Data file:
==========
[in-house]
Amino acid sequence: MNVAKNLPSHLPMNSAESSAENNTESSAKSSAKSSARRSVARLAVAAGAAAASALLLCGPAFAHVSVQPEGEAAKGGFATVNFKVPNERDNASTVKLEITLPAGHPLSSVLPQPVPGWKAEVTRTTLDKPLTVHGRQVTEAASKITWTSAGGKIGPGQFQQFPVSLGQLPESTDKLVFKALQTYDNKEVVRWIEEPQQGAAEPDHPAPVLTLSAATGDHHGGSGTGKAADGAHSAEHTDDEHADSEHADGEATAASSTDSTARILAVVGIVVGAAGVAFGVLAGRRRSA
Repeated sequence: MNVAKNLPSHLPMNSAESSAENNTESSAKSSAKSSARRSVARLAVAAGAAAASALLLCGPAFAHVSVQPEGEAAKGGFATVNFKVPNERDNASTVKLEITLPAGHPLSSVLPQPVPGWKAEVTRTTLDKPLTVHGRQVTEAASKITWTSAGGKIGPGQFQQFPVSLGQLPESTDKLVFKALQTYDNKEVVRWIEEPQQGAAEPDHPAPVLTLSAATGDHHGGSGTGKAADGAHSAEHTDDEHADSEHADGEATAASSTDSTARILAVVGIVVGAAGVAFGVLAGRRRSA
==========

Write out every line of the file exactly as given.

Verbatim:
[in-house]
Amino acid sequence: MNVAKNLPSHLPMNSAESSAENNTESSAKSSAKSSARRSVARLAVAAGAAAASALLLCGPAFAHVSVQPEGEAAKGGFATVNFKVPNERDNASTVKLEITLPAGHPLSSVLPQPVPGWKAEVTRTTLDKPLTVHGRQVTEAASKITWTSAGGKIGPGQFQQFPVSLGQLPESTDKLVFKALQTYDNKEVVRWIEEPQQGAAEPDHPAPVLTLSAATGDHHGGSGTGKAADGAHSAEHTDDEHADSEHADGEATAASSTDSTARILAVVGIVVGAAGVAFGVLAGRRRSA
Repeated sequence: MNVAKNLPSHLPMNSAESSAENNTESSAKSSAKSSARRSVARLAVAAGAAAASALLLCGPAFAHVSVQPEGEAAKGGFATVNFKVPNERDNASTVKLEITLPAGHPLSSVLPQPVPGWKAEVTRTTLDKPLTVHGRQVTEAASKITWTSAGGKIGPGQFQQFPVSLGQLPESTDKLVFKALQTYDNKEVVRWIEEPQQGAAEPDHPAPVLTLSAATGDHHGGSGTGKAADGAHSAEHTDDEHADSEHADGEATAASSTDSTARILAVVGIVVGAAGVAFGVLAGRRRSA